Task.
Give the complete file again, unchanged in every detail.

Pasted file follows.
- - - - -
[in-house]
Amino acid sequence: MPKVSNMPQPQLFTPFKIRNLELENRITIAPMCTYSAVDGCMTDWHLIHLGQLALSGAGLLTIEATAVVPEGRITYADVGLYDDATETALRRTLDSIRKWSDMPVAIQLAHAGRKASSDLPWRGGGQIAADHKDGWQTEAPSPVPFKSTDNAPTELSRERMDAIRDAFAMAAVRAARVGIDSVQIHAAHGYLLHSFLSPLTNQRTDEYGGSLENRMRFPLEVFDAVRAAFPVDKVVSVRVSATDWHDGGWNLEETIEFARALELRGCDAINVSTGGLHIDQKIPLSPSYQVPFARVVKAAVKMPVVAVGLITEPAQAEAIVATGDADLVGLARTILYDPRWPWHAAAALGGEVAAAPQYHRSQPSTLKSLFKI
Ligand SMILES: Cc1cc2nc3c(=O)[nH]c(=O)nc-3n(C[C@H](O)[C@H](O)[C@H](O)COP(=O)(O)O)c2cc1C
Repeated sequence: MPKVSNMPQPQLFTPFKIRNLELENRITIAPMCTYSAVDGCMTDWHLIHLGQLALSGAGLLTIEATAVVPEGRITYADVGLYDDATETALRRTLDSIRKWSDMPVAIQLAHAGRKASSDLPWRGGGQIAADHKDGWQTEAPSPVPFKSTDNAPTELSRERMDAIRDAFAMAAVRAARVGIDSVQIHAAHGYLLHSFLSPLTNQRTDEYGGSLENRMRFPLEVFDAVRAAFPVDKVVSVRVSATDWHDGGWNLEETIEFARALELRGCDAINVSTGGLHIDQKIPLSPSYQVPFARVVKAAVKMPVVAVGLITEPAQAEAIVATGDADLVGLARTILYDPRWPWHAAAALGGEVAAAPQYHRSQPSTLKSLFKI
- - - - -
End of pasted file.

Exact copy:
[in-house]
Amino acid sequence: MPKVSNMPQPQLFTPFKIRNLELENRITIAPMCTYSAVDGCMTDWHLIHLGQLALSGAGLLTIEATAVVPEGRITYADVGLYDDATETALRRTLDSIRKWSDMPVAIQLAHAGRKASSDLPWRGGGQIAADHKDGWQTEAPSPVPFKSTDNAPTELSRERMDAIRDAFAMAAVRAARVGIDSVQIHAAHGYLLHSFLSPLTNQRTDEYGGSLENRMRFPLEVFDAVRAAFPVDKVVSVRVSATDWHDGGWNLEETIEFARALELRGCDAINVSTGGLHIDQKIPLSPSYQVPFARVVKAAVKMPVVAVGLITEPAQAEAIVATGDADLVGLARTILYDPRWPWHAAAALGGEVAAAPQYHRSQPSTLKSLFKI
Ligand SMILES: Cc1cc2nc3c(=O)[nH]c(=O)nc-3n(C[C@H](O)[C@H](O)[C@H](O)COP(=O)(O)O)c2cc1C
Repeated sequence: MPKVSNMPQPQLFTPFKIRNLELENRITIAPMCTYSAVDGCMTDWHLIHLGQLALSGAGLLTIEATAVVPEGRITYADVGLYDDATETALRRTLDSIRKWSDMPVAIQLAHAGRKASSDLPWRGGGQIAADHKDGWQTEAPSPVPFKSTDNAPTELSRERMDAIRDAFAMAAVRAARVGIDSVQIHAAHGYLLHSFLSPLTNQRTDEYGGSLENRMRFPLEVFDAVRAAFPVDKVVSVRVSATDWHDGGWNLEETIEFARALELRGCDAINVSTGGLHIDQKIPLSPSYQVPFARVVKAAVKMPVVAVGLITEPAQAEAIVATGDADLVGLARTILYDPRWPWHAAAALGGEVAAAPQYHRSQPSTLKSLFKI